AFFCO strengthens balance sheet with good half year

For several years the ugly duckling of the meat industry, AFFCO has put together another solid performance for its latest half year, posting a 52.6% improvement on its previous half year profit before tax. This is on the back of a $93 million increase in revenue which, for a company known more for its beef business than lamb, is an impressive performance in a year when lamb price rises outstripped beef.


The main benefit of the performance is to the balance sheet which has seen shareholders‘ equity lift from $265 million to $331 million while liabilities have fallen by $16 million, producing an improvement in reported debt to equity ratio of 72% compared with 95% at the previous half year. Expressed another way AFFCO’s balance sheet is funded by 42% debt and 58% equity which is conservative and appropriate to the present economic environment. The NZX announcement of the result made specific reference to the importance of maintaining a strong balance sheet, ‘while the worldwide situation remains uncertain and turbulent’.


Sam Lewis, AFFCO’s Chairman, attributed the improved result to a combination of more favourable exchange rate, processing efficiencies and some market share gains, but he was careful not to suggest it would be as easy in the second half of the season. Against a backdrop of a hole appearing in both the lamb and cattle kill, volumes will be tight and past history indicates exporters will have to pay plenty for the stock they want to process, while having to make early decisions to close capacity.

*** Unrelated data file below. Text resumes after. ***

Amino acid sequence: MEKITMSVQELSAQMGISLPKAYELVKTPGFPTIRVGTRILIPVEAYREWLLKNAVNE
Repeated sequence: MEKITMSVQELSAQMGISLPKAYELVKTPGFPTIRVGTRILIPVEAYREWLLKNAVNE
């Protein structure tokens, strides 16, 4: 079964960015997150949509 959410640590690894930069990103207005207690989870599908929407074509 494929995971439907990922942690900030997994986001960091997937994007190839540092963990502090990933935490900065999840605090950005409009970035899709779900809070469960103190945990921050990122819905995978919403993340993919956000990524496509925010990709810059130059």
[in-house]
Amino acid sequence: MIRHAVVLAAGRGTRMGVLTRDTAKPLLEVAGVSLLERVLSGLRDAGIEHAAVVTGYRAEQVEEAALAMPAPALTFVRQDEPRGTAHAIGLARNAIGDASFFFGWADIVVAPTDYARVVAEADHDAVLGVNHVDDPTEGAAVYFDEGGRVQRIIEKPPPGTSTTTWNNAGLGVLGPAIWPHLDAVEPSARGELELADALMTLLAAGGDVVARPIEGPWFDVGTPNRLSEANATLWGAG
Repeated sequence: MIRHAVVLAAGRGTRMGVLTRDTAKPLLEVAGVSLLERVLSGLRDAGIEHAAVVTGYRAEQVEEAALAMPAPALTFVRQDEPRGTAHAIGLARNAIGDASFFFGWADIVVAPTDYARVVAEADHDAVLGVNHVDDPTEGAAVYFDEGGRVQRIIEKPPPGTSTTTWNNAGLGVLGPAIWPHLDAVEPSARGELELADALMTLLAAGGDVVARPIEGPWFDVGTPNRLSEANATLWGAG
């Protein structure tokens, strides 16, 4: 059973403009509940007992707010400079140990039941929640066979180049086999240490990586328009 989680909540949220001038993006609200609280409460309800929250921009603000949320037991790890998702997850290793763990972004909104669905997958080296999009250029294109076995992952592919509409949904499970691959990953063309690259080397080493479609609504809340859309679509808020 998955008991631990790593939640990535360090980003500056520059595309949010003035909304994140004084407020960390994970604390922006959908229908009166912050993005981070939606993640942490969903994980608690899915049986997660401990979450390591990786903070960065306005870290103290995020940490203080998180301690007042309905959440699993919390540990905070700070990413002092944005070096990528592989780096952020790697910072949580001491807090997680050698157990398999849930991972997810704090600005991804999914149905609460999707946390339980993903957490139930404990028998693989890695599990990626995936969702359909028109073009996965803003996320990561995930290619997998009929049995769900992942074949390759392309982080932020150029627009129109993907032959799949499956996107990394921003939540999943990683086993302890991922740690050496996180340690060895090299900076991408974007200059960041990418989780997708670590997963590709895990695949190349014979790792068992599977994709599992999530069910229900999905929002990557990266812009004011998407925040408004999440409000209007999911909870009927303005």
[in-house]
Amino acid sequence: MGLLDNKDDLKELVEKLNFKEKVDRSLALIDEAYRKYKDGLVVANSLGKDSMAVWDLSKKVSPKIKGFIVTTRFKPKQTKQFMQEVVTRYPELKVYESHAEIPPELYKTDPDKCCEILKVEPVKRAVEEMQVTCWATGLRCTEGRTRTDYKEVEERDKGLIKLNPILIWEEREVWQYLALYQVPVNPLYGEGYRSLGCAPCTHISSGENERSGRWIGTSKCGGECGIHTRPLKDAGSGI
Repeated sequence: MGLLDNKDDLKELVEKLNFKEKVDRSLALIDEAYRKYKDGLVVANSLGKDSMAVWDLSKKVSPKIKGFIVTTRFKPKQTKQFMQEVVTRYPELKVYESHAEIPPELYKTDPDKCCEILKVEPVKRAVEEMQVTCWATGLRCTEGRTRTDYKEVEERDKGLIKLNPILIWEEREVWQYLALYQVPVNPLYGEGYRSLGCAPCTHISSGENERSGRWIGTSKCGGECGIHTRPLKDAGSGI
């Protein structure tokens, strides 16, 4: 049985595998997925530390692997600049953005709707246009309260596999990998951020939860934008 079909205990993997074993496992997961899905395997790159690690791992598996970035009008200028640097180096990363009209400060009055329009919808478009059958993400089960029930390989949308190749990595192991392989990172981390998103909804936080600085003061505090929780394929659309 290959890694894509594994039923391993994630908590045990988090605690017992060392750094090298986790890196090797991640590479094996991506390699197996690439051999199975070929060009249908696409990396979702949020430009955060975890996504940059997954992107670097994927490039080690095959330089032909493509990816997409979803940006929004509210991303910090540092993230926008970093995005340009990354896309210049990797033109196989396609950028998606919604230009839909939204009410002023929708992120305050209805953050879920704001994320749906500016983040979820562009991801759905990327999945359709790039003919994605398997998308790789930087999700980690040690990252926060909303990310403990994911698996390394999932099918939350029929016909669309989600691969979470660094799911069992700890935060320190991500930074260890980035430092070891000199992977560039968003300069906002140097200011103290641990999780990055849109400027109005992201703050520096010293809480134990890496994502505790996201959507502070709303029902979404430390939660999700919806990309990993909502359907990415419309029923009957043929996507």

Lambs available in April, cull cows which are slowing down now, the positive tone of the US beef market and the bobby calf kill are likely to be the only bright spots for the second six months to the end of September.


It won’t be possible to form a reliable judgement about the relative performances of New Zealand’s meat processors until the full year results are published, firstly because Silver Fern Farms and AFFCO are the only companies required to declare six month results, and secondly this season is more likely than usual to be a game of two halves. It’s tempting to think, if the runs aren’t on the board by the end of May (if you will excuse the mixed metaphor), there isn’t a hope of making any for the rest of the year.


For those of us who like to be able to compare performances of the main companies in an industry, the meat industry is frustratingly difficult to assess: SFF balances at end August, AFFCO, ANZCO and Alliance at end September, but ANZCO as a private company doesn’t have to declare its result until the end of March. From outside it’s hard to estimate the profit effect of SFF’s August balance date, but the biggest impact is at the half year, when the missing March trading result inevitably adversely affects the first half and correspondingly benefits the second.


At its half year SFF’s net loss before tax and non-recurring items was $16.7 million compared with AFFCO’s profit of $21.82 million on the same basis, a difference of $38.5 million which is a lot of money by anybody’s reckoning and represents more than SFF made in the second six months trading last year.  So it’s difficult to believe SFF will have been able to make up more than part of the shortfall in March, but its half year press release forecast a profit at year end and an improvement in equity to 45%. Remember AFFCO’s equity ratio is 58%.


The rest of the contribution from PGG Wrightson which will appear as a non-recurring item will certainly help to improve the balance sheet, specifically the equity ratio, but that contribution shouldn’t have been included in the original forecast. Despite positive noises from Keith Cooper about a flatter sales profile aimed at aligning supply to year round customer requirements, designed to match the right-sized processing capacity, it looks as if AFFCO’s plant configuration, processing efficiencies and marketing strategies are proving more profitable at the moment.


I eagerly await the end of year results to get a more comprehensive picture of industry performance.


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